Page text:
Something’s off. Something is really messed up in Alaska. The Washington Post stops short of calling it voter fraud.

Elections officials, party leaders and voters are wondering what happened this Tuesday in the Last Frontier, where turnout was surprisingly low and two lawmakers who have been the focus of FBI corruption investigations appear to have been reelected despite polling suggesting they would be ousted.

The final voter turnout numbers won’t be available until absentee ballots are counted, which could take at least another week. But this year’s total is not expected to eclipse Alaska’s 66 percent turnout in 2004 or its 60 percent clip in 2000. (This is especially odd given that Alaska’s Board of Elections saw a 12.4 percent hike in turnout for the August primaries, before Alaska Gov. Sarah Palin was selected as the Republican Party’s vice presidential nominee.)

Alaska returns (without the uncounted absentee and contested ballots) show the McCain-Palin ticket garnering 136,348 votes. In 2004, President Bush got 190,889 votes, a “significant disparity“, the Anchorage Press reported. “These numbers only add to the oddity of this election in Alaska; in the run-up to Tuesday, Alaskan voters seemed energized to vote for a ticket with our governor on it, despite the barrage of criticism Palin faced.”

Couple the dip in support for McCain-Palin with surprising victories for longtime Alaska Sen. Ted Stevens, who was found guilty Oct. 27 on seven felony charges, and Rep. Don Young, who is under investigation by the FBI, and a lot of pollsters and voters were left stumped.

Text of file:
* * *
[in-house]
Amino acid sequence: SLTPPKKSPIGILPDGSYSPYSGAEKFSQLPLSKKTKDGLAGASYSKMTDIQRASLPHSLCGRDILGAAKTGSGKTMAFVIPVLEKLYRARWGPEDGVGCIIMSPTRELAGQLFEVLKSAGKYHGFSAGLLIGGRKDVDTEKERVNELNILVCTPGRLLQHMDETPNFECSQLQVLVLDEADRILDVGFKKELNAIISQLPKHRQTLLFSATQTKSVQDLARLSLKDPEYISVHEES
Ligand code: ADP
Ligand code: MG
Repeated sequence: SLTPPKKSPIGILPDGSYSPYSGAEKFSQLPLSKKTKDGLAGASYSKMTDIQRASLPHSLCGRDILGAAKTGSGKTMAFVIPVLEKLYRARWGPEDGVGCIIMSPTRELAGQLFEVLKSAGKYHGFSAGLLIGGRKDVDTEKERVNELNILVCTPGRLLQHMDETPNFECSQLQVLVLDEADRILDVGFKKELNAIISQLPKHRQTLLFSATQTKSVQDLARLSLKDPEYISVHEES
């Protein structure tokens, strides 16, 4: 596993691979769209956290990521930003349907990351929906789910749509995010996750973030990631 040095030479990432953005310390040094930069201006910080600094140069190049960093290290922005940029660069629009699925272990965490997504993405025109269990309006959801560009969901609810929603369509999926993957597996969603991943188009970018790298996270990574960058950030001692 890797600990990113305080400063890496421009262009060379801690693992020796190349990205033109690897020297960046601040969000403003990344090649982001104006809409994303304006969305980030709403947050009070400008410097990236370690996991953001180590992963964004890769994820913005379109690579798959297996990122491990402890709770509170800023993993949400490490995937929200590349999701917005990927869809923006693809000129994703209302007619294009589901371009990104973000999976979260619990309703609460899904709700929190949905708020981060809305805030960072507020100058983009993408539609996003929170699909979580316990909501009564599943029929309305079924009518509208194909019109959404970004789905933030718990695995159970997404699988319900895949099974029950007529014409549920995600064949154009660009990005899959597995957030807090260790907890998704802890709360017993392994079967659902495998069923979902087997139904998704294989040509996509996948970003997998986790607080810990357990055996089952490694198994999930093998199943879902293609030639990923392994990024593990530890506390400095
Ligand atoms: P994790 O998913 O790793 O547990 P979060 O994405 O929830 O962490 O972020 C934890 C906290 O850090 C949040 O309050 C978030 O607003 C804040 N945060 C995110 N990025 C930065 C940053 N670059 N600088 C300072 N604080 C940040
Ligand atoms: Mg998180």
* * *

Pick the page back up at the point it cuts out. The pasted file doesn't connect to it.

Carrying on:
It’s not like Dewey vs. Truman, when the last polling was done a week prior to the election.  Yes, pollsters have taken some flak in election years past about predictions, but there was a major polling consensus on this race in favor of Begich, the Democratic challenger to Ted Stevens.

Pollster Del Ali of the Maryland firm Research 2000, which tracked the House and Senate races in Alaska, said he was “not happy” how the races — and dead wrong polling numbers — turned out. Research 2000 had reported in the days before the election that Democratic challenger Mark Begich, an Anchorage attorney, was leading the 84-year-old Stevens by 22 percentage points (Daily Kos apparently paid for the polls).

Other pollsters didn’t fare much better. Anchorage pollster and Republican political consultant David Dittman, a Stevens supporter, predicted a “solid Begich win.” The national polling firm, Rasmussen Reports, accurately predicted every Senate race in the country within the margin of error in their most recent polls — except Alaska. Alaska pollsters Ivan Moore, Craciun Research Group and Hays Research Group all also had Stevens and Young trailing in the lead-up to the election.

Are we really to believe that the turnout in this historic election was lower than the 2000 presidential election??  With an Alaskan on the ticket?  I smell a rat.